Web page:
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Industrial Revenue Bonds


Tim Zimmerman, In-State Business Development Project Manager, North Central Region

(785) 259-2630

[email protected]

Industrial Revenue Bonds (IRBs) are among the most popular and cost-effective methods of financing up to 100 percent of a new or growing business’ land, buildings and equipment.


In Kansas, IRBs are issued by cities, counties and the Kansas Development Finance Authority. Proceeds from the sale of the bonds to private investors are made available to enable creditworthy companies to purchase land and pay the costs of constructing and equipping new facilities or the costs of acquiring, remodeling and expanding existing facilities. If IRBs are used to finance certain types of facilities, interest payable to the owners of the bonds is exempt from federal income tax. This type of IRB is generally called a “tax-exempt” bond. 

Interest payable on bonds issued to finance other types of commercial facilities, or to finance non-qualifying portions of an eligible facility, is subject to federal income taxation. This type of IRB is generally called a “taxable” bond. 

Interest payable on all IRBs is exempt from Kansas income taxation. Because interest received by owners of tax-exempt IRBs is not subject to federal income taxation, the rate of interest on such bonds may be as much as 2 to 2.5 percent (average annual interest cost) below interest rates charged for a comparable taxable bond or taxable conventional loan. In many cases, IRBs afford long-term, fixed-rate financing not otherwise available for a business’ capital investments. Adjustable rate financing is also available to businesses that are willing to risk exposure to fluctuating (and potentially higher) interest rates.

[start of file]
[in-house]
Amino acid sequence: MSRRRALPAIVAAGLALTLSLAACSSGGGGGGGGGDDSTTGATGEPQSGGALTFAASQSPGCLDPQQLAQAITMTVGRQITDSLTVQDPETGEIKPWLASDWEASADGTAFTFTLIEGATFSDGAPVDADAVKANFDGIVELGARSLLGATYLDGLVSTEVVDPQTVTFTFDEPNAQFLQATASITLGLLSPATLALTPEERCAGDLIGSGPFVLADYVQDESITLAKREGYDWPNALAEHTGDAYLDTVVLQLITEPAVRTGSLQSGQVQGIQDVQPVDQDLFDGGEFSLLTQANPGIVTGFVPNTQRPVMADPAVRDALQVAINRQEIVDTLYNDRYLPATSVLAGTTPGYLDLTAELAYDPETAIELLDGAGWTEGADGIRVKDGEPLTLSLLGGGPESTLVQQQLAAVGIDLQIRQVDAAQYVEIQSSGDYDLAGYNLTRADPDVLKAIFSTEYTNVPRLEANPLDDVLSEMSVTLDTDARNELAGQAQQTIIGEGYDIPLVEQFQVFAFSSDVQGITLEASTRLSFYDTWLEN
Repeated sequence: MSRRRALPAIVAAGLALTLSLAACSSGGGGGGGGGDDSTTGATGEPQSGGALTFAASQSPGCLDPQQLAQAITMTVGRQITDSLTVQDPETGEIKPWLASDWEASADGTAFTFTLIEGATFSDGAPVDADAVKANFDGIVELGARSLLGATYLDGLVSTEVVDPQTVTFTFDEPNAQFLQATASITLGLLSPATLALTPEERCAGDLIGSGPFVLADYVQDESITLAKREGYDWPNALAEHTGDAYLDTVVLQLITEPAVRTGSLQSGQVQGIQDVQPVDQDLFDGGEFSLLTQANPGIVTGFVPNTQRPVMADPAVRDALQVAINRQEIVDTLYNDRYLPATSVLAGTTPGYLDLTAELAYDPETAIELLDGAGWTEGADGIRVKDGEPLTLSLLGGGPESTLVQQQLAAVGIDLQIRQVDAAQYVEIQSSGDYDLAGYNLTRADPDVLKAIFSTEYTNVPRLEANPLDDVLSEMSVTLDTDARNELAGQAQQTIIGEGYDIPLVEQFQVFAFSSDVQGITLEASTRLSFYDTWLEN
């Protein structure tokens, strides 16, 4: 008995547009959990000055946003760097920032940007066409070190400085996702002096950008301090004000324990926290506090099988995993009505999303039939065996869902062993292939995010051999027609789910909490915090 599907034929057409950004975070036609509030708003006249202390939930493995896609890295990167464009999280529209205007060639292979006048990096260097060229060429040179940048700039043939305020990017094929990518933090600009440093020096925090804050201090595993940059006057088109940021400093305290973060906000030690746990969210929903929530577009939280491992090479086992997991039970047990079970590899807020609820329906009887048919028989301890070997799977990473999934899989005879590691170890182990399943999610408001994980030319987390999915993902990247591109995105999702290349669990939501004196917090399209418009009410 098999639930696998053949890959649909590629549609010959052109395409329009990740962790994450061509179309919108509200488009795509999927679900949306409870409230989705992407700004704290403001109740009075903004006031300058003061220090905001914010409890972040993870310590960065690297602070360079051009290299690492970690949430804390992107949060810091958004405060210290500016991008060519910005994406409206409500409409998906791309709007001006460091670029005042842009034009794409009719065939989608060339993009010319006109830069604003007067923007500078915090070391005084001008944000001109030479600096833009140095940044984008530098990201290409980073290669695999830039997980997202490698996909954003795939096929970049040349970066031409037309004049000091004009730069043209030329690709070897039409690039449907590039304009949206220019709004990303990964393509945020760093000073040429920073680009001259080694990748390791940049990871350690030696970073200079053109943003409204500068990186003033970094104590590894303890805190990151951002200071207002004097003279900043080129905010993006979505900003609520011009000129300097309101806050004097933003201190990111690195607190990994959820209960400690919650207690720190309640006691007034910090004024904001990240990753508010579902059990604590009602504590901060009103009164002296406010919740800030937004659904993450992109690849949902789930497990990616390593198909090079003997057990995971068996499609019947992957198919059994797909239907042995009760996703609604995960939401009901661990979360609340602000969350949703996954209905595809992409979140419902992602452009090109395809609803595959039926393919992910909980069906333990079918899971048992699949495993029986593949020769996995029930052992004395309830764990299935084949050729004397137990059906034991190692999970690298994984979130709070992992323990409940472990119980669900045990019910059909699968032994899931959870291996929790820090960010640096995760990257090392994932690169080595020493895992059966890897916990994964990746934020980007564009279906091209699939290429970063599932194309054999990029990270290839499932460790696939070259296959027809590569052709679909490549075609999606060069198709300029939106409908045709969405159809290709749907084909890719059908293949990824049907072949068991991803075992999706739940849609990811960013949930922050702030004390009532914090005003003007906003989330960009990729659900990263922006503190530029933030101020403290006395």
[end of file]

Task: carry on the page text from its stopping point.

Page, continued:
In IRB financing, the bond issuer either directly loans the bond proceeds to a private business or acquires ownership of the property financed and leases it to the business. The loan payments or lease rentals are used to repay the bonds with interest. Typically, in a lease structure, the business is given an option to purchase the property at the end of the lease term for a nominal sum. Proceeds from the sale of the bonds are placed in escrow with a bank and used as directed by the business to pay eligible costs of constructing, acquiring and installing the facilities. The business may have up to three years to spend the proceeds of tax-exempt bonds on eligible property.

One benefit of IRBs issued by cities and counties is eligibility for full or partial property tax abatement for the financed facilities for up to 10 years and a sales tax exemption for labor and materials purchased for new facilities. These benefits apply to both tax-exempt and taxable bonds.

Issuance of IRBs by cities and counties is governed by Section 12-1740 et seq. of the Kansas Statutes Annotated. Kansas Development Finance Authority bond issuances are governed by Section 74-8901 et seq. Many bond issuers also have their own policies and regulations regarding issuance of IRBs and the granting of property and sales tax exemptions for the financed facilities.